In early 1985 Wausau's regional office referred the investigation of the Bluhm case to Michael Wachala, one of their adjusters. When Wachala attempted to interview Herbert Bluhm on February 1, 1985, concerning his injury, Bluhm advised Wachala that he was represented by the law firm of Richman and Evins. Wachala made several attempts to contact the law firm through phone calls and letters, but was unsuccessful in reaching anyone until December 18, 1985, when he received a phone call from an individual who identified himself as Gil Lande, a legal assistant with Richman and Evins. Lande stated that he was calling about the Bluhm case and during the conversation asked whether "with the holidays coming up, you might be able to use a little something extra in your pocket, and one hand can help the other." Wachala reported this comment to his supervisor, Jim Ebel, who in turn contacted the company's home office, and it was suggested that Wachala speak with Lande again to determine the meaning of Lande's statement.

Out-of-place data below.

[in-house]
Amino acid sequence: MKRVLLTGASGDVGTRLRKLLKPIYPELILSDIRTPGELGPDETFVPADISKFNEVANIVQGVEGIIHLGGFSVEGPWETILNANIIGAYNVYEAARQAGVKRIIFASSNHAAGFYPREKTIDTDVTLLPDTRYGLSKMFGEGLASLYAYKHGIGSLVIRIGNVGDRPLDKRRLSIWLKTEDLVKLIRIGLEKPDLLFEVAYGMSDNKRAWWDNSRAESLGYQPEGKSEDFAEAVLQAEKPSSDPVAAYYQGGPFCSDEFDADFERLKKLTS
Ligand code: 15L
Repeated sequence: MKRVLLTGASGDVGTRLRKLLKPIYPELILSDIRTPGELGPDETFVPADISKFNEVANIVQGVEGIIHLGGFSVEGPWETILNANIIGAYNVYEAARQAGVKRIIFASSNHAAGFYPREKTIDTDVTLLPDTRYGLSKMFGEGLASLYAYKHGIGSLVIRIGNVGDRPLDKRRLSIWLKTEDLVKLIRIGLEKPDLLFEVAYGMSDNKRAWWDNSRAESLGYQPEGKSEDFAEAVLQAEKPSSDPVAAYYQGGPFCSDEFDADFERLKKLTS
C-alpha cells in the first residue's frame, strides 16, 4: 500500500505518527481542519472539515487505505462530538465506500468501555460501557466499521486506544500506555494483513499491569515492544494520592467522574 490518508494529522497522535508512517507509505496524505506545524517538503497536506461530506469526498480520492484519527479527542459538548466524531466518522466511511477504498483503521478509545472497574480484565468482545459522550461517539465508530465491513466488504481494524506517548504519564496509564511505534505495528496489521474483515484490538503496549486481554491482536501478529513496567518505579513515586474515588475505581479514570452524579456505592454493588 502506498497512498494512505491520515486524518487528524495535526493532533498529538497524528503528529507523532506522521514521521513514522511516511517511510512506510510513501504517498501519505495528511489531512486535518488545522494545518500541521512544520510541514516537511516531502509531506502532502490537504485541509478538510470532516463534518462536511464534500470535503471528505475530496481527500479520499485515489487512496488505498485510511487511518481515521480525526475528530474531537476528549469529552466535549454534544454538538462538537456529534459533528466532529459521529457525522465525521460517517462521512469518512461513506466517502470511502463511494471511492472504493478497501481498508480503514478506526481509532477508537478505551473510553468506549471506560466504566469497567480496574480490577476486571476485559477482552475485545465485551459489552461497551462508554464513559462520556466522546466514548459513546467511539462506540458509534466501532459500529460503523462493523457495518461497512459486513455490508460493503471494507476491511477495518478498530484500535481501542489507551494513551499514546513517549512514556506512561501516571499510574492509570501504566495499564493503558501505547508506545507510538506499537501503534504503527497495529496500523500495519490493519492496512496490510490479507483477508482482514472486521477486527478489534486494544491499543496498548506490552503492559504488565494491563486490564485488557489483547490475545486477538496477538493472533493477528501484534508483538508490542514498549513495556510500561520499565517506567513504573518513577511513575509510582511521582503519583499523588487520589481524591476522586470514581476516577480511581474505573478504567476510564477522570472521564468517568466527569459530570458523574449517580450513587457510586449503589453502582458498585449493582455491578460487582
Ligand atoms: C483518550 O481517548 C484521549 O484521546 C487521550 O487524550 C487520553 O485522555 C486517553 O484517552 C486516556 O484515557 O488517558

Lande and Wachala met at the offices of Richman and Evins in early January 1986. At this meeting, Lande said: " [s]o you decided to make yourself some 'buckie-wuckies,' " and thereafter proceeded to outline a plan in which Wachala would receive five percent of the compensation if he settled the case. Lande showed Wachala two photographs of the accident site, one photo displaying a wheelchair ramp and the other a crack in the parking lot pavement. Pointing to the wheelchair ramp, Lande stated: "This is where the accident happened, but it doesn't look good there. Let's move it over here to where there is a crack in the pavement, and let's say that the accident happened there." Lande initially suggested a settlement amount of $50,000, but then said, " [n]o, make yourself look good. Let's go for $40,000." After this discussion Lande introduced Wachala to attorney Fred Richman who told Wachala that he "would have to use [his] imagination" to settle the case and reminded Wachala that he "did not have to announce this to the world."